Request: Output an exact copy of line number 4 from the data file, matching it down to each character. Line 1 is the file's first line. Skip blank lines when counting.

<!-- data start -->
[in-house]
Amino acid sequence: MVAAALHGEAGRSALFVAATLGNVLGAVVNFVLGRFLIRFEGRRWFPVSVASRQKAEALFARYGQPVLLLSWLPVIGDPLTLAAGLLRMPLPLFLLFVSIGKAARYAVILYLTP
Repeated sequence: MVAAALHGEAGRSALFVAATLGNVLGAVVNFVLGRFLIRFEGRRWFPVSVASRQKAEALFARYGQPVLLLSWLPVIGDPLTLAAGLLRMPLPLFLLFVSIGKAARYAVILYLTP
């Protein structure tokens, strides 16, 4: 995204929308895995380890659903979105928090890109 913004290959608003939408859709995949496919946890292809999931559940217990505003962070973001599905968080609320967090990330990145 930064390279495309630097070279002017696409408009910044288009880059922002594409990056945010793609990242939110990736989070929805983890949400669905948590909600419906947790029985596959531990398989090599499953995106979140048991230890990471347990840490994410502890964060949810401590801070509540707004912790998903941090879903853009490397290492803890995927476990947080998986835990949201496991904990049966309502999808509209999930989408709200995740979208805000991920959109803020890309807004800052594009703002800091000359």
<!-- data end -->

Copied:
């Protein structure tokens, strides 16, 4: 995204929308895995380890659903979105928090890109 913004290959608003939408859709995949496919946890292809999931559940217990505003962070973001599905968080609320967090990330990145 930064390279495309630097070279002017696409408009910044288009880059922002594409990056945010793609990242939110990736989070929805983890949400669905948590909600419906947790029985596959531990398989090599499953995106979140048991230890990471347990840490994410502890964060949810401590801070509540707004912790998903941090879903853009490397290492803890995927476990947080998986835990949201496991904990049966309502999808509209999930989408709200995740979208805000991920959109803020890309807004800052594009703002800091000359």